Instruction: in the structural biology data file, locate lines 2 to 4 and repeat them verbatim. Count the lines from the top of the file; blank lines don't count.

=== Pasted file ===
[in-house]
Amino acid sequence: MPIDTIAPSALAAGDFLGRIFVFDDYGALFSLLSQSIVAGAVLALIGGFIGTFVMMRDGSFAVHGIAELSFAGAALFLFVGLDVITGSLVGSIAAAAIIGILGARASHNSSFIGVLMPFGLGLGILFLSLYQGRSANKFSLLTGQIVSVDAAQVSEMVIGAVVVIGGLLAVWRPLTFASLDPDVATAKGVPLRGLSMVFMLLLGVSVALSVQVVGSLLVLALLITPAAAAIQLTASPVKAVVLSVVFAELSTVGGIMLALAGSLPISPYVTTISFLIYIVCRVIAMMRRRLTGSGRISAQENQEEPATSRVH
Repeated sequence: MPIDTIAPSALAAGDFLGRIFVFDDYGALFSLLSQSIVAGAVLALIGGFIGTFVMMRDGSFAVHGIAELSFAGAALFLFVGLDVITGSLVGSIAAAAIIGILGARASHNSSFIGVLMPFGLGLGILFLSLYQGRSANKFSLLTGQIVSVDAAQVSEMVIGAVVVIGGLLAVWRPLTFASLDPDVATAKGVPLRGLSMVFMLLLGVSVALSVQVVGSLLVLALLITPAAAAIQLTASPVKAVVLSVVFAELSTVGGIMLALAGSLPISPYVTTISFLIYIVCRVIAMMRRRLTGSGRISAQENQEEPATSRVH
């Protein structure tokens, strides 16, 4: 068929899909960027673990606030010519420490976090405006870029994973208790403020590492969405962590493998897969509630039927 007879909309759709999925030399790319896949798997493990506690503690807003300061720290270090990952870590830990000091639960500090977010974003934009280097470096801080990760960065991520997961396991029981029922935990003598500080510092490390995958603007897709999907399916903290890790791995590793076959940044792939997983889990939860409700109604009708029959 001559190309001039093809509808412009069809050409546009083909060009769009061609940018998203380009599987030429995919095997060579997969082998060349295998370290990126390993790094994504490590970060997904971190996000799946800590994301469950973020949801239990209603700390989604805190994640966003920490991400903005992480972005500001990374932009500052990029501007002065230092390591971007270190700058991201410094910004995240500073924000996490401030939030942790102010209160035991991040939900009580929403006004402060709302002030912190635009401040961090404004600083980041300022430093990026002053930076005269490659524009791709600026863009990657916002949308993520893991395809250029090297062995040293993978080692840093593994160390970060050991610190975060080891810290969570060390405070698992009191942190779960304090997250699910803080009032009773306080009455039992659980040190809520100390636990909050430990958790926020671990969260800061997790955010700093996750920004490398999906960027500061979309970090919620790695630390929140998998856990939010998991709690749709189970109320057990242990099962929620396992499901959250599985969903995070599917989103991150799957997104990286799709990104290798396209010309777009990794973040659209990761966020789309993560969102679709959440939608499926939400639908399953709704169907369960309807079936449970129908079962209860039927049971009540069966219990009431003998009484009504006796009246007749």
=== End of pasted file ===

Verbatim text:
Amino acid sequence: MPIDTIAPSALAAGDFLGRIFVFDDYGALFSLLSQSIVAGAVLALIGGFIGTFVMMRDGSFAVHGIAELSFAGAALFLFVGLDVITGSLVGSIAAAAIIGILGARASHNSSFIGVLMPFGLGLGILFLSLYQGRSANKFSLLTGQIVSVDAAQVSEMVIGAVVVIGGLLAVWRPLTFASLDPDVATAKGVPLRGLSMVFMLLLGVSVALSVQVVGSLLVLALLITPAAAAIQLTASPVKAVVLSVVFAELSTVGGIMLALAGSLPISPYVTTISFLIYIVCRVIAMMRRRLTGSGRISAQENQEEPATSRVH
Repeated sequence: MPIDTIAPSALAAGDFLGRIFVFDDYGALFSLLSQSIVAGAVLALIGGFIGTFVMMRDGSFAVHGIAELSFAGAALFLFVGLDVITGSLVGSIAAAAIIGILGARASHNSSFIGVLMPFGLGLGILFLSLYQGRSANKFSLLTGQIVSVDAAQVSEMVIGAVVVIGGLLAVWRPLTFASLDPDVATAKGVPLRGLSMVFMLLLGVSVALSVQVVGSLLVLALLITPAAAAIQLTASPVKAVVLSVVFAELSTVGGIMLALAGSLPISPYVTTISFLIYIVCRVIAMMRRRLTGSGRISAQENQEEPATSRVH
């Protein structure tokens, strides 16, 4: 068929899909960027673990606030010519420490976090405006870029994973208790403020590492969405962590493998897969509630039927 007879909309759709999925030399790319896949798997493990506690503690807003300061720290270090990952870590830990000091639960500090977010974003934009280097470096801080990760960065991520997961396991029981029922935990003598500080510092490390995958603007897709999907399916903290890790791995590793076959940044792939997983889990939860409700109604009708029959 001559190309001039093809509808412009069809050409546009083909060009769009061609940018998203380009599987030429995919095997060579997969082998060349295998370290990126390993790094994504490590970060997904971190996000799946800590994301469950973020949801239990209603700390989604805190994640966003920490991400903005992480972005500001990374932009500052990029501007002065230092390591971007270190700058991201410094910004995240500073924000996490401030939030942790102010209160035991991040939900009580929403006004402060709302002030912190635009401040961090404004600083980041300022430093990026002053930076005269490659524009791709600026863009990657916002949308993520893991395809250029090297062995040293993978080692840093593994160390970060050991610190975060080891810290969570060390405070698992009191942190779960304090997250699910803080009032009773306080009455039992659980040190809520100390636990909050430990958790926020671990969260800061997790955010700093996750920004490398999906960027500061979309970090919620790695630390929140998998856990939010998991709690749709189970109320057990242990099962929620396992499901959250599985969903995070599917989103991150799957997104990286799709990104290798396209010309777009990794973040659209990761966020789309993560969102679709959440939608499926939400639908399953709704169907369960309807079936449970129908079962209860039927049971009540069966219990009431003998009484009504006796009246007749």